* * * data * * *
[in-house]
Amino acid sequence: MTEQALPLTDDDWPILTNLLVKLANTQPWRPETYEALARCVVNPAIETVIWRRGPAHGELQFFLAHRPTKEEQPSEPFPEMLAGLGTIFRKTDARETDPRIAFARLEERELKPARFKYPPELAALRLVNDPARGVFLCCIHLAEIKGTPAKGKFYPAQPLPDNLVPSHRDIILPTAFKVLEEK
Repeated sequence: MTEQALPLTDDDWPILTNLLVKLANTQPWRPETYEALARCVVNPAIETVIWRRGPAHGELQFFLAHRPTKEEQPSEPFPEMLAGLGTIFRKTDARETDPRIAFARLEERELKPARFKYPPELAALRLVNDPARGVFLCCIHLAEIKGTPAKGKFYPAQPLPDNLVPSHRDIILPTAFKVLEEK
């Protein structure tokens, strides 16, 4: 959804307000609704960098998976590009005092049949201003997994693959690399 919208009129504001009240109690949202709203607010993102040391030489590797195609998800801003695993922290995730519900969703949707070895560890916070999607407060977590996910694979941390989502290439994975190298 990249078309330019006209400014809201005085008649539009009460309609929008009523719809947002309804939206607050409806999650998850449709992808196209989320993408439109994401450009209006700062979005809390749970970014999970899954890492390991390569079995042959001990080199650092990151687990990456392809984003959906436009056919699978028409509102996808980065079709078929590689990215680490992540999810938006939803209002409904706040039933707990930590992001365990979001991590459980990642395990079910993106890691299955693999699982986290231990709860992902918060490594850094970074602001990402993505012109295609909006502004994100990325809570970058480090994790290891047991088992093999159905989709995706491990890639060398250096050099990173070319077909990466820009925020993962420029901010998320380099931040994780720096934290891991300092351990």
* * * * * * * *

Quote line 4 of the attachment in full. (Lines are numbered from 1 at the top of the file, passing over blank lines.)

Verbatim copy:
């Protein structure tokens, strides 16, 4: 959804307000609704960098998976590009005092049949201003997994693959690399 919208009129504001009240109690949202709203607010993102040391030489590797195609998800801003695993922290995730519900969703949707070895560890916070999607407060977590996910694979941390989502290439994975190298 990249078309330019006209400014809201005085008649539009009460309609929008009523719809947002309804939206607050409806999650998850449709992808196209989320993408439109994401450009209006700062979005809390749970970014999970899954890492390991390569079995042959001990080199650092990151687990990456392809984003959906436009056919699978028409509102996808980065079709078929590689990215680490992540999810938006939803209002409904706040039933707990930590992001365990979001991590459980990642395990079910993106890691299955693999699982986290231990709860992902918060490594850094970074602001990402993505012109295609909006502004994100990325809570970058480090994790290891047991088992093999159905989709995706491990890639060398250096050099990173070319077909990466820009925020993962420029901010998320380099931040994780720096934290891991300092351990």